I can't for the life of me find any decent explanation of the "[file]: needs update" message that git sometimes spits out from time to time. Even the official git FAQ has explaining this marked as a TODO. If someone could explain A) what it means; and B) how to fix it, I would be extremely grateful.


It means you're trying to merge changes from somewhere, but the changes include modifications to a file that's dirty (currently modified in your working tree). You need to commit your outstanding changes, or stash them, pull/rebase/merge/whatever you're doing to update, and unstash

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    It's not actually the pull - it's the merge that's part of the pull. You'll see the same error if you try to merge a local branch with the same problem, and I think other mergey operations (apply, stash apply...) print similar errors if not the same one. – Cascabel Apr 18 '10 at 4:14
  • Ah, good call. Fixed – Michael Mrozek Apr 18 '10 at 4:20
  • Ah, thanks. That actually makes sense. I guess I need to make sure I commit changes before checkout out a different branch. – rofrankel Apr 19 '10 at 17:37
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    In case it helps search results, I also ran into this issue trying to do a git svn rebase with a dirty working copy. Stash save, rebase, stash pop, and all was right with the world. – Adam Tuttle Feb 2 '11 at 15:24
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    The file itself may not be changed - even changing file attributes (like permissions) can cause this. – chiborg Aug 17 '11 at 9:48

As others have pointed out, needs update message means that the file is dirty or, in other words, outdated. But instead of doing reset and starting all over again, what can be done is simply git status and then git add <file> if it's on the changed list. Because you could already add the file before, but then changed it. This happened to me, and with this simple add I have solved the problem.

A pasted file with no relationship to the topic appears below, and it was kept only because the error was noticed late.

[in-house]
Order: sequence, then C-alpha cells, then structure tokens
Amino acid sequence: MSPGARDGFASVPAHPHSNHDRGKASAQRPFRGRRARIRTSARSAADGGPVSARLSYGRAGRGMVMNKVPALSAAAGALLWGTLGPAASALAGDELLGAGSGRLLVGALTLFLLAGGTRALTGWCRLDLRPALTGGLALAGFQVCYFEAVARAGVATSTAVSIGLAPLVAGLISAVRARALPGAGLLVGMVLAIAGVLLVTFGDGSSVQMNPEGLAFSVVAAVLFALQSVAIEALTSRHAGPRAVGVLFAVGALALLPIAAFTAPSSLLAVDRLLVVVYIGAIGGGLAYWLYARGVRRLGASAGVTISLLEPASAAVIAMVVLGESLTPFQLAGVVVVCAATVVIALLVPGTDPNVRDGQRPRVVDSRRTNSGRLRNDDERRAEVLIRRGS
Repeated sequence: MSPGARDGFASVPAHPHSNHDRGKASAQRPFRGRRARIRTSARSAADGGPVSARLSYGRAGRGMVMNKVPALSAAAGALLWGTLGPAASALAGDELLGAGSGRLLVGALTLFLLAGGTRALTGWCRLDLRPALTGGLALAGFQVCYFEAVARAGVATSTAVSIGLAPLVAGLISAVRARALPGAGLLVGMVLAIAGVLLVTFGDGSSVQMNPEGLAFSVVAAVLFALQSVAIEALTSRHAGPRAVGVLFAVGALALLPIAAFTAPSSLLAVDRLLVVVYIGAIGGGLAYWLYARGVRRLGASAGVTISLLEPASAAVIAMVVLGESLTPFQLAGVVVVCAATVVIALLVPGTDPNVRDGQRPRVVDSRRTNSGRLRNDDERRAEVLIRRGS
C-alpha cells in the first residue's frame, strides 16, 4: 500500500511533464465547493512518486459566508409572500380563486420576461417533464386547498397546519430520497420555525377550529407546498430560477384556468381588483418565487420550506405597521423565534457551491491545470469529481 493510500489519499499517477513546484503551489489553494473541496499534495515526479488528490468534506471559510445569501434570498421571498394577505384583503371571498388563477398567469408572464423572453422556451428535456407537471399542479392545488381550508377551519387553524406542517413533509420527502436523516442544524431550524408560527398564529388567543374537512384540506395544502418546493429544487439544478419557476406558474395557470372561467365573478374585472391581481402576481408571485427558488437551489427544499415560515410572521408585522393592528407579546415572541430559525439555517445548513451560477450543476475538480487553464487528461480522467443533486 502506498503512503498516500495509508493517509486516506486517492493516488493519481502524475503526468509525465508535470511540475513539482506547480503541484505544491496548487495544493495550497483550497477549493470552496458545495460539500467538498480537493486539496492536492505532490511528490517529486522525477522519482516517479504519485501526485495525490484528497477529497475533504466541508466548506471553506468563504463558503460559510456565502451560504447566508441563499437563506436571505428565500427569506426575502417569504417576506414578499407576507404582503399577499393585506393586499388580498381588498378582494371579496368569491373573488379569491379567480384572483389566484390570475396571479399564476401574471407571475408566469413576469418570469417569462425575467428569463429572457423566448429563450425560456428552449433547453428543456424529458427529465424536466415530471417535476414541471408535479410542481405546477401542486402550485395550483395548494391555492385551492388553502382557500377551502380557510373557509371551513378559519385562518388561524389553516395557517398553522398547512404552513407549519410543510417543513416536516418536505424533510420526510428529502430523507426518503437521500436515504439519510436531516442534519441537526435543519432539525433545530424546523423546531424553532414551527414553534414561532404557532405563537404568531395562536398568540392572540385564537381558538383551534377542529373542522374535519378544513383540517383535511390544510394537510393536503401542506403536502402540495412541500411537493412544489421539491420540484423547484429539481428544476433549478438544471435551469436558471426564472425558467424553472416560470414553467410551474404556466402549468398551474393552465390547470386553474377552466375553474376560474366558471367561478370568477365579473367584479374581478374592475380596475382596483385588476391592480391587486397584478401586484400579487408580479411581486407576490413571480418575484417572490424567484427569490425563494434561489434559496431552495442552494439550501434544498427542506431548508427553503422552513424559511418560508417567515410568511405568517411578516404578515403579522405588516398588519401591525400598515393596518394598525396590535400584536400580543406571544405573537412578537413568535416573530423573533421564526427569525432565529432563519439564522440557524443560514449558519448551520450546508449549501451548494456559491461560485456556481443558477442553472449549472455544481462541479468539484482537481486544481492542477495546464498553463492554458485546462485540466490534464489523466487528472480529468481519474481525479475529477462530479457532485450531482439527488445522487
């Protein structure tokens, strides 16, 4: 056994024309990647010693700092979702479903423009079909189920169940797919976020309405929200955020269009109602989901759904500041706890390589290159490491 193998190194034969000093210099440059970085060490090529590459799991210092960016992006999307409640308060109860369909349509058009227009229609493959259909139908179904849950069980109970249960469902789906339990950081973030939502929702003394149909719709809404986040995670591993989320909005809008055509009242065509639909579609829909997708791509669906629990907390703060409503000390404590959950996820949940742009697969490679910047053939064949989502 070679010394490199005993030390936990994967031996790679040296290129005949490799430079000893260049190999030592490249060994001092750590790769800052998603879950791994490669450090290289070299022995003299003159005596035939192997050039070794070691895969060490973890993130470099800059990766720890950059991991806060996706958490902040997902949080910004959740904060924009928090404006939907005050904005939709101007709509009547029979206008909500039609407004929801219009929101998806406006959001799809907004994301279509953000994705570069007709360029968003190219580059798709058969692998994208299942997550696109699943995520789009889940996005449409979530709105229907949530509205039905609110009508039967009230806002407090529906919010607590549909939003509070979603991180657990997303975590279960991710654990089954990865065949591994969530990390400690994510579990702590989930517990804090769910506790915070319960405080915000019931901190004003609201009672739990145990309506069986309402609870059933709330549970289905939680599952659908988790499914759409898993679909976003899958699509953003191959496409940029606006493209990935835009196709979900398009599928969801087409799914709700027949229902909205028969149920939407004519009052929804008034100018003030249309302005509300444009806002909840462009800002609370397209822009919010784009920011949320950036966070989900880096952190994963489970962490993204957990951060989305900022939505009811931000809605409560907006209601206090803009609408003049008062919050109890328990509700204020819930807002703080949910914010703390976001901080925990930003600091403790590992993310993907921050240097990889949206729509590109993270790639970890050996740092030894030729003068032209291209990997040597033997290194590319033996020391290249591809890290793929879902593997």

Log into your production/destination server, cd to the directory containing your application and execute those two commands.

1. Reset to the latest version

WARNING, this will delete all your changes:

git reset --hard HEAD

2. Pull the changes

git pull origin master

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    [git reset --hard HEAD] worked for me. I had committed from a Windows share drive, but my Ubuntu directory wouldn't reflect the commit I'd just made, even though it was the same folder (Z: mapped to /var/www/html/). After running this, [git status] and [git pull] both now show it's up-to-date. – Keith D Commiskey Jun 12 '15 at 5:46
  • This is the solution that worked for me too. I tried to use git subtree using SourceTree on Windows, and it screwed up badly in the process. – Artem Russakovskii Nov 3 '15 at 0:39

Like the answer to the linked other question says, the message simply means that you have outstanding changes. You also get this e.g. if you stage some changes with git add, then change your mind and do git reset HEAD file with the intention of starting over.

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    git reset HEAD file causes same message to appear – expert Nov 17 '14 at 13:03

This error can occur when rebase process make additional changes to files that is not on target branch.

For me the tricky part was with .gitattributes file in my repo. New binary file type was added in another branch but it's handling was forced as text file. When file was downloaded from repo by git, EOLs (it's binary value bytes actually) was replaced - resulting in binary difference.

Adding new entry to handle new file type as binary and retrying whole process solved problem for me.


In my case, I kept getting

assets/ElipseThree.png: needs update
You must edit all merge conflicts and then
mark them as resolved using git add

I had those files in my directory, but they had been renamed in my current branch. So to fix, I ran

$ git mv assets/ElipseThree.png assets/elipseThree.png
$ git add assets/elipseHalfFull.png 
$ git rebase --continue

and it allowed me to continue

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